Strings

The heart of the orchestra is the strings section, at least, so sayeth conventional wisdom (19th century wisdom). And the strings are also a very particular case. They are the only truly homogenous section of the orchestra. A phrase can move effortlessly from one instrument to another of that section, without the audience being any the wiser.

The string group generally is marked with a single large bracket, but with a curly brace for the 1st and 2nd violins, and another curly brace for the celli and basses.

Barlines, spacing, staff names, etc…

Barlines will be unbroken within a choir of the orchestra, however, they WILL be broken between the various choirs of the orchestra.

You should be ready to give more room between various staves, on a page by page basis, as the score requires. For example, you will often find that notes from your clarinet part and those from your bassoon part are conflicting. These are two instruments that happen to regularly have notes outside the staff. Therefore, you will more than likely find yourself often giving additional space between those two particular staves.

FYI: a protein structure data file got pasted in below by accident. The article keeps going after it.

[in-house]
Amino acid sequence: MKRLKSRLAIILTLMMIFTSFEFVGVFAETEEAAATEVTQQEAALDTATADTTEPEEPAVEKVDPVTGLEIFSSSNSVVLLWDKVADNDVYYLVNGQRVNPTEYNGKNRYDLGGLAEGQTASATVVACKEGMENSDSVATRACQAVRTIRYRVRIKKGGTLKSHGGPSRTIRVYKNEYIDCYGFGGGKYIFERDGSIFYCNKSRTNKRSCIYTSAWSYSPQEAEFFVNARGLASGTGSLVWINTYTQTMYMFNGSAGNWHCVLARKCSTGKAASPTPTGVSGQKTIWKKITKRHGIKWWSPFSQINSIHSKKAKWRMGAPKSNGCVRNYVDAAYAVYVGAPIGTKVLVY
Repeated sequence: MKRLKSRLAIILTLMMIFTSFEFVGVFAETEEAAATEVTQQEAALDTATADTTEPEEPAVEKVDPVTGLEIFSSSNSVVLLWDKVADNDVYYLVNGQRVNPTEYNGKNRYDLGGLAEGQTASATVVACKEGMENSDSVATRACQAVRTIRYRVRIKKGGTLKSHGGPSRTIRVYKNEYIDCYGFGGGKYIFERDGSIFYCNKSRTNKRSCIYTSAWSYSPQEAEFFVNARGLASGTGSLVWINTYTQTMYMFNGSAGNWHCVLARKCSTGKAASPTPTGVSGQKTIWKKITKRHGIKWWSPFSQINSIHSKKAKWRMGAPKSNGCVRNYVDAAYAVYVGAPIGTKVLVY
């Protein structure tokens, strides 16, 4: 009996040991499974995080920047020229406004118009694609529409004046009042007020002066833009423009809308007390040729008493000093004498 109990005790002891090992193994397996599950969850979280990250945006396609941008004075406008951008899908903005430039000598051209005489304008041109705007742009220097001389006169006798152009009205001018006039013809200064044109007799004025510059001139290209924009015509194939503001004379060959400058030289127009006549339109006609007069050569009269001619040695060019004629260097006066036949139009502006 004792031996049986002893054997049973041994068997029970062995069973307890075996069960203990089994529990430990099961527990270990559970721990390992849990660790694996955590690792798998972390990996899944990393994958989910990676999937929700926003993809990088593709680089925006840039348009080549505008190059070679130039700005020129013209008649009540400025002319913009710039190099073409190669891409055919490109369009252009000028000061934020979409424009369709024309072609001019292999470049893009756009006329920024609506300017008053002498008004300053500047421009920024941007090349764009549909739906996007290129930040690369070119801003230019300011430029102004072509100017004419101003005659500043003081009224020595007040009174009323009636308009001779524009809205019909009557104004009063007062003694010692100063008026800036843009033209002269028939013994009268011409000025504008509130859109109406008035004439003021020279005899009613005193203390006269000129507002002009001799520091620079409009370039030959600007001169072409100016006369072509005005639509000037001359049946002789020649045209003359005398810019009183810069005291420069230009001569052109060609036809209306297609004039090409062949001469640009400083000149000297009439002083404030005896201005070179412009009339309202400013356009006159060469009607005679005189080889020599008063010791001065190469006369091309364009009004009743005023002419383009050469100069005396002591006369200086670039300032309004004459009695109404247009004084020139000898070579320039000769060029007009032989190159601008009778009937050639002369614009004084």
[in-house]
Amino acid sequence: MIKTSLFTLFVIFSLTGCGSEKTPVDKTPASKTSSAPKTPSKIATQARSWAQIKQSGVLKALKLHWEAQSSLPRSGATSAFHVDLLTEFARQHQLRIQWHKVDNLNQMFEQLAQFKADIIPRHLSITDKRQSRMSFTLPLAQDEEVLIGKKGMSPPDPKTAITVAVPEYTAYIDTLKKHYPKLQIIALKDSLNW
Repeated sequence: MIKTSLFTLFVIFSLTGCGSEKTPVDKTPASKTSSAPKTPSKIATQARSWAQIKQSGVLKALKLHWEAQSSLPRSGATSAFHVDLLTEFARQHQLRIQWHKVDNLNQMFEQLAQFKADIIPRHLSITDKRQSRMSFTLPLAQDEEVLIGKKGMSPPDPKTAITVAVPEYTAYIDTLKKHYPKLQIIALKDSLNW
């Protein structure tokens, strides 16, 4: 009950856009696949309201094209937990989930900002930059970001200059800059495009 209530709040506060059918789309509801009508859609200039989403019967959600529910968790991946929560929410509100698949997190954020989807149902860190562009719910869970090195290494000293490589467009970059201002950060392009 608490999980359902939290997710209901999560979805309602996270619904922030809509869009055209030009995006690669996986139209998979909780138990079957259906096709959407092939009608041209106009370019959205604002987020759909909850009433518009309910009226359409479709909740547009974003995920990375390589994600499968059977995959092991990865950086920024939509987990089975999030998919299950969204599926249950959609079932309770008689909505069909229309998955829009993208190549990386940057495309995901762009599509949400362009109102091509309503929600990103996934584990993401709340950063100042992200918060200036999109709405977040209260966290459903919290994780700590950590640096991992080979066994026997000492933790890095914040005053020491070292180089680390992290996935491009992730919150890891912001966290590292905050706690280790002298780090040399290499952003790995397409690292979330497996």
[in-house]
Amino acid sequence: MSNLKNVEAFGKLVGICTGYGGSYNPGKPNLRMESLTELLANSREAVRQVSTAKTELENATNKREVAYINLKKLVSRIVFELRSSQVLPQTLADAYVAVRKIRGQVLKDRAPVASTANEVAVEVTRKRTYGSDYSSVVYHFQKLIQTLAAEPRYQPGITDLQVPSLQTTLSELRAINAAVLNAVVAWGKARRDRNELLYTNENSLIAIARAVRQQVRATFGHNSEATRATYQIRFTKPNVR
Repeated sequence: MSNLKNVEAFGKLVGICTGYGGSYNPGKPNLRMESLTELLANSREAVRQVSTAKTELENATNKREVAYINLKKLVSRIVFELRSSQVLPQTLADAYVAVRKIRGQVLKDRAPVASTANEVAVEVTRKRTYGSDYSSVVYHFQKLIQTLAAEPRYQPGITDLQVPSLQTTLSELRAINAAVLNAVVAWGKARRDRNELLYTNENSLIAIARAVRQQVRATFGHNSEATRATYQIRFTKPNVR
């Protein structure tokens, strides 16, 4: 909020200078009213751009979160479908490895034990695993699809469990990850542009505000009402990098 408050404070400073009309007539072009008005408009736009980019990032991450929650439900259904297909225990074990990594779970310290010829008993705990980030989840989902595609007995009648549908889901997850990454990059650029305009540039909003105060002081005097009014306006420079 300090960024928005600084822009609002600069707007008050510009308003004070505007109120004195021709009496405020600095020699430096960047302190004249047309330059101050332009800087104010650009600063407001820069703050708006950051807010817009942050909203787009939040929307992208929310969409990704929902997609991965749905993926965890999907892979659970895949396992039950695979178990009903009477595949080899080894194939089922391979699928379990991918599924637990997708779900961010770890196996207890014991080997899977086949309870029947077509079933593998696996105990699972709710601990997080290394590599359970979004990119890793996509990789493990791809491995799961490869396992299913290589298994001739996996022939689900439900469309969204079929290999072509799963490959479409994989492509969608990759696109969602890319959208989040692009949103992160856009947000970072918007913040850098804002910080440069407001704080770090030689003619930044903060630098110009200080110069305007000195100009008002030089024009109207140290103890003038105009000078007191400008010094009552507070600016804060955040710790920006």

It is also considerably neater to create a slightly wider gap between the various choirs of the orchestra. Thus a larger space between the bassoons and the horns, between the tuba and the timpani, and between the lowest of your percussion and the 1st violins (who also happen to often find their parts playing in the high additional ledger lines).

It is obligatory to include EVERY instrument in the score on the first page of of your orchestral score, regardless of whether they have notes to play on the first page or not. While this is not a prerequisite for the percussion (you should simply include timpani and a single blank staff called “percussion” if no other percussion instruments play on that page).

However, staves, empty or otherwise, must be present for each woodwind, each brass, as well as harp(s) and strings.

Some scores will optimize out (ie: erase) staves that contain no music for multiple pages. It is a good idea to consider whether you want to follow this tradition and to what extent you will do so.